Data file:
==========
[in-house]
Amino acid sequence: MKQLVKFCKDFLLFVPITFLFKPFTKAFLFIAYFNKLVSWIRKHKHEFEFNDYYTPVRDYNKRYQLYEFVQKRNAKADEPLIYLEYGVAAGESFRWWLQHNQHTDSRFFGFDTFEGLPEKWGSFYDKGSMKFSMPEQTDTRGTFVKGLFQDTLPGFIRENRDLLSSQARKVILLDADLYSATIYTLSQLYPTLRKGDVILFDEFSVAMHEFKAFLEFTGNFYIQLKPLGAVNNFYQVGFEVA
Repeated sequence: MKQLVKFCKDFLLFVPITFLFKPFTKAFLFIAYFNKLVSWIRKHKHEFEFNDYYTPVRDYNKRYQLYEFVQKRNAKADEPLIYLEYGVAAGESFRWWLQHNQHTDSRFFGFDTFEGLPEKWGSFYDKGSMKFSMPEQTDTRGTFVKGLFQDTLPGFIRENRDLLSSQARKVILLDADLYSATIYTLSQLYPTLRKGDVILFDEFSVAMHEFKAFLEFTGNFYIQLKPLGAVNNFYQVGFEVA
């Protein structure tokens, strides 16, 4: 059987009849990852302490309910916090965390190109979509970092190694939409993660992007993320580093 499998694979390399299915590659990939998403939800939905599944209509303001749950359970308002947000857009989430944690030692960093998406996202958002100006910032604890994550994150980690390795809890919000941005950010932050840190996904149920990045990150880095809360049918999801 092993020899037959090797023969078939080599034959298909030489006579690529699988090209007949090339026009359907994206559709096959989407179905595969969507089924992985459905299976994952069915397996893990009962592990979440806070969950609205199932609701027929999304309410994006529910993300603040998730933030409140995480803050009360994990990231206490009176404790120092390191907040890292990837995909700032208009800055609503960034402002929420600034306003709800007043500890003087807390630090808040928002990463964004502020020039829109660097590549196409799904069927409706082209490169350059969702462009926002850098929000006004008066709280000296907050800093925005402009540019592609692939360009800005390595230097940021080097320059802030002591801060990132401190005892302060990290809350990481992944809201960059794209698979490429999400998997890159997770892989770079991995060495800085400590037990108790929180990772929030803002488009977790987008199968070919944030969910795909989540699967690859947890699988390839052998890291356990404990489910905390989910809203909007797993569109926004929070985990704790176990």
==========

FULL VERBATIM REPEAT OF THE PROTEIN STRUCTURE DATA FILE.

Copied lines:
[in-house]
Amino acid sequence: MKQLVKFCKDFLLFVPITFLFKPFTKAFLFIAYFNKLVSWIRKHKHEFEFNDYYTPVRDYNKRYQLYEFVQKRNAKADEPLIYLEYGVAAGESFRWWLQHNQHTDSRFFGFDTFEGLPEKWGSFYDKGSMKFSMPEQTDTRGTFVKGLFQDTLPGFIRENRDLLSSQARKVILLDADLYSATIYTLSQLYPTLRKGDVILFDEFSVAMHEFKAFLEFTGNFYIQLKPLGAVNNFYQVGFEVA
Repeated sequence: MKQLVKFCKDFLLFVPITFLFKPFTKAFLFIAYFNKLVSWIRKHKHEFEFNDYYTPVRDYNKRYQLYEFVQKRNAKADEPLIYLEYGVAAGESFRWWLQHNQHTDSRFFGFDTFEGLPEKWGSFYDKGSMKFSMPEQTDTRGTFVKGLFQDTLPGFIRENRDLLSSQARKVILLDADLYSATIYTLSQLYPTLRKGDVILFDEFSVAMHEFKAFLEFTGNFYIQLKPLGAVNNFYQVGFEVA
């Protein structure tokens, strides 16, 4: 059987009849990852302490309910916090965390190109979509970092190694939409993660992007993320580093 499998694979390399299915590659990939998403939800939905599944209509303001749950359970308002947000857009989430944690030692960093998406996202958002100006910032604890994550994150980690390795809890919000941005950010932050840190996904149920990045990150880095809360049918999801 092993020899037959090797023969078939080599034959298909030489006579690529699988090209007949090339026009359907994206559709096959989407179905595969969507089924992985459905299976994952069915397996893990009962592990979440806070969950609205199932609701027929999304309410994006529910993300603040998730933030409140995480803050009360994990990231206490009176404790120092390191907040890292990837995909700032208009800055609503960034402002929420600034306003709800007043500890003087807390630090808040928002990463964004502020020039829109660097590549196409799904069927409706082209490169350059969702462009926002850098929000006004008066709280000296907050800093925005402009540019592609692939360009800005390595230097940021080097320059802030002591801060990132401190005892302060990290809350990481992944809201960059794209698979490429999400998997890159997770892989770079991995060495800085400590037990108790929180990772929030803002488009977790987008199968070919944030969910795909989540699967690859947890699988390839052998890291356990404990489910905390989910809203909007797993569109926004929070985990704790176990």